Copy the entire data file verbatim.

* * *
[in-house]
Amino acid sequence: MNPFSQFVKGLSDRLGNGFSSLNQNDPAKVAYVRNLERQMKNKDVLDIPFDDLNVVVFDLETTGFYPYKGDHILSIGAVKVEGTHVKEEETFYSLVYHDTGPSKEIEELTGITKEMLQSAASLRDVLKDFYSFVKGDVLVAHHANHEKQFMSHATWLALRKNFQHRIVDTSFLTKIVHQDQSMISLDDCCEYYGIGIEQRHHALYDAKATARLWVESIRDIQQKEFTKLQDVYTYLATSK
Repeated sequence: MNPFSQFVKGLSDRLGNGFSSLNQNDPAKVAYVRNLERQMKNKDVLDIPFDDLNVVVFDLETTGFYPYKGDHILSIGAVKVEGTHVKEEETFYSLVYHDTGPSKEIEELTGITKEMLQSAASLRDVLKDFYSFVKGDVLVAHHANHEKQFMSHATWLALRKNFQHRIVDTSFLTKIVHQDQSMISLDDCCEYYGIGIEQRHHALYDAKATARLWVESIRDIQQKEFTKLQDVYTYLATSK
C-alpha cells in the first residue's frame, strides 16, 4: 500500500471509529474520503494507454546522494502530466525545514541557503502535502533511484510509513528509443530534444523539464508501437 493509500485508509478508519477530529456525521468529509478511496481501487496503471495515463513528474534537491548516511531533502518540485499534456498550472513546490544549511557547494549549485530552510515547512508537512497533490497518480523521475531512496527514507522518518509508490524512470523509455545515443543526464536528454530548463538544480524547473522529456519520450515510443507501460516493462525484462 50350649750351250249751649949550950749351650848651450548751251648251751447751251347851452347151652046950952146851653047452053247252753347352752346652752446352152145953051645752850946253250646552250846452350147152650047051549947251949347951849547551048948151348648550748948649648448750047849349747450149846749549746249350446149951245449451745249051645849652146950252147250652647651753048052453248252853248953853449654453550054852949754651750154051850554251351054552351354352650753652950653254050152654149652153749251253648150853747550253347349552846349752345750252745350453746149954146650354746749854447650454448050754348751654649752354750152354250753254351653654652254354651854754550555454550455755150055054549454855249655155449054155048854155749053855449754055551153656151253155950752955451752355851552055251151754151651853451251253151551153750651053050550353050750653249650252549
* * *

[in-house]
Amino acid sequence: MNPFSQFVKGLSDRLGNGFSSLNQNDPAKVAYVRNLERQMKNKDVLDIPFDDLNVVVFDLETTGFYPYKGDHILSIGAVKVEGTHVKEEETFYSLVYHDTGPSKEIEELTGITKEMLQSAASLRDVLKDFYSFVKGDVLVAHHANHEKQFMSHATWLALRKNFQHRIVDTSFLTKIVHQDQSMISLDDCCEYYGIGIEQRHHALYDAKATARLWVESIRDIQQKEFTKLQDVYTYLATSK
Repeated sequence: MNPFSQFVKGLSDRLGNGFSSLNQNDPAKVAYVRNLERQMKNKDVLDIPFDDLNVVVFDLETTGFYPYKGDHILSIGAVKVEGTHVKEEETFYSLVYHDTGPSKEIEELTGITKEMLQSAASLRDVLKDFYSFVKGDVLVAHHANHEKQFMSHATWLALRKNFQHRIVDTSFLTKIVHQDQSMISLDDCCEYYGIGIEQRHHALYDAKATARLWVESIRDIQQKEFTKLQDVYTYLATSK
C-alpha cells in the first residue's frame, strides 16, 4: 500500500471509529474520503494507454546522494502530466525545514541557503502535502533511484510509513528509443530534444523539464508501437 493509500485508509478508519477530529456525521468529509478511496481501487496503471495515463513528474534537491548516511531533502518540485499534456498550472513546490544549511557547494549549485530552510515547512508537512497533490497518480523521475531512496527514507522518518509508490524512470523509455545515443543526464536528454530548463538544480524547473522529456519520450515510443507501460516493462525484462 50350649750351250249751649949550950749351650848651450548751251648251751447751251347851452347151652046950952146851653047452053247252753347352752346652752446352152145953051645752850946253250646552250846452350147152650047051549947251949347951849547551048948151348648550748948649648448750047849349747450149846749549746249350446149951245449451745249051645849652146950252147250652647651753048052453248252853248953853449654453550054852949754651750154051850554251351054552351354352650753652950653254050152654149652153749251253648150853747550253347349552846349752345750252745350453746149954146650354746749854447650454448050754348751654649752354750152354250753254351653654652254354651854754550555454550455755150055054549454855249655155449054155048854155749053855449754055551153656151253155950752955451752355851552055251151754151651853451251253151551153750651053050550353050750653249650252549